You Can Go Home Again
Size doesn’t matter at all to Stephen Carter when it comes to picking his favorite golf hole. That’s because the [...]
May 1 2001 by John Steinbreder
Size doesn’t matter at all to Stephen Carter when it comes to picking his favorite golf hole. That’s because the one he selects is the shortest you’ll ever find on a championship golf course, the 7th at the Pebble Beach Golf Links. The 7th measures only 107 yards from the back tees. On a windless day this diminutive distance requires no more than a pitching wedge for a reasonably good golfer-and not much else for a mid-handicapper.
But consider, first, the location of the hole, which is right on California’s Monterey Bay. Winds often buffet that spot; players have been known to reach for their three-irons, so strong are the gales that sometimes burst across the bay.
Then there’s the green, just 2,000 square feet in size, only eight yards wide at its narrowest point, surrounded by five bunkers and poking its way into the bay on a small peninsula. Throw all those elements together, and No. 7 can look like the longest and hardest 107 yards in the history of the game, even to a 15-handicapper such as Carter.
“I love No. 7 for that,” says Carter, a native of London who took up the sport after moving to the States years ago. “It looks deceptively easy when you first stand on the tee, slightly downhill and overlooking the water. You’d think it wouldn’t be so bad. But then the wind starts to blow, and you look at the rough around the green and the bunkers, and you know that if you hit a wild one, you’re dead.”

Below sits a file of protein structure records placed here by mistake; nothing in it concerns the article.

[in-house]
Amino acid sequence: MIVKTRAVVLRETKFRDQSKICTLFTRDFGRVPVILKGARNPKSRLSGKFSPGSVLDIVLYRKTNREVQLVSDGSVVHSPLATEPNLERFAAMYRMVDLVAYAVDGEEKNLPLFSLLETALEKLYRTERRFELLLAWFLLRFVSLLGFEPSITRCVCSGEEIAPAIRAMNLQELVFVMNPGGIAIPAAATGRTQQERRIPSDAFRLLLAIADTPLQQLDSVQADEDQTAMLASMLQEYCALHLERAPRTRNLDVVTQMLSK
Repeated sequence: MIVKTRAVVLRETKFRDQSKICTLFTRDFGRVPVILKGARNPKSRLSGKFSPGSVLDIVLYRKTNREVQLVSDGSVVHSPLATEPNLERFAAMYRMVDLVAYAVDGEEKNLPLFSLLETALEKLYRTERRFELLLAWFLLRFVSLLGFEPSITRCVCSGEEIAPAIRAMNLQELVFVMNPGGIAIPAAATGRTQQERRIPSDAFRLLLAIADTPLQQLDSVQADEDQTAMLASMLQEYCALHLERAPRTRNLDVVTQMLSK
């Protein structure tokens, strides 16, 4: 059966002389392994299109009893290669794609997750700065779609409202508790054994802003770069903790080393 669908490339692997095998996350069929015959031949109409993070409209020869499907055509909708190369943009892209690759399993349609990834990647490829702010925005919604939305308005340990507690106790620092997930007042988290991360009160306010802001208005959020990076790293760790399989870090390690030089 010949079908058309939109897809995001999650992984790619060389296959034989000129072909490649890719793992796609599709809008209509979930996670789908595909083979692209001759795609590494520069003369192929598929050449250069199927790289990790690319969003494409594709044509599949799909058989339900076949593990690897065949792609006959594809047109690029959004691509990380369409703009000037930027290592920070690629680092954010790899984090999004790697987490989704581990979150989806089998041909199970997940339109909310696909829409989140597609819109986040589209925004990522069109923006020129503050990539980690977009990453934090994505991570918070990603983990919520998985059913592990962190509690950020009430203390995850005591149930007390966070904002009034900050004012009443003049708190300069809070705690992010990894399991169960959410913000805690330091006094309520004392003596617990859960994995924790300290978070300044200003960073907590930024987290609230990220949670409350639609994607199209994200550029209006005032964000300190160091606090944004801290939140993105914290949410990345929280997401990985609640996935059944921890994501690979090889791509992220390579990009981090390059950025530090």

Another thing Carter likes about the hole is its resemblance to his homeland.
“I’ve only played Pebble Beach once,” admits the head of newly formed Cingular Wireless, a $12-billion joint venture between the wireless units of BellSouth and SBC that serves nearly 19 million customers and is now regarded as the second largest wireless operation in the U.S. “But I was instantly taken with how parts of it feel like the British coastline. The weather can be very similar as well, what with all the wind. It’s a special place for me, and almost an emotional experience playing there because of its natural beauty and its similarity to my home. It’s absolutely gorgeous, and a wonderful walk even if you’re not playing.”
The 7th is also a special hole for Carter because he parred it the one and only time he played it. “I hit a pitching wedge and managed to get the ball in the cup in three,” he says. “I don’t know if I’d be able to do that again.”
John Steinbreder is a senior writer for Golf Week magazine and the author of six books, including Golf Courses of the U.S. Open.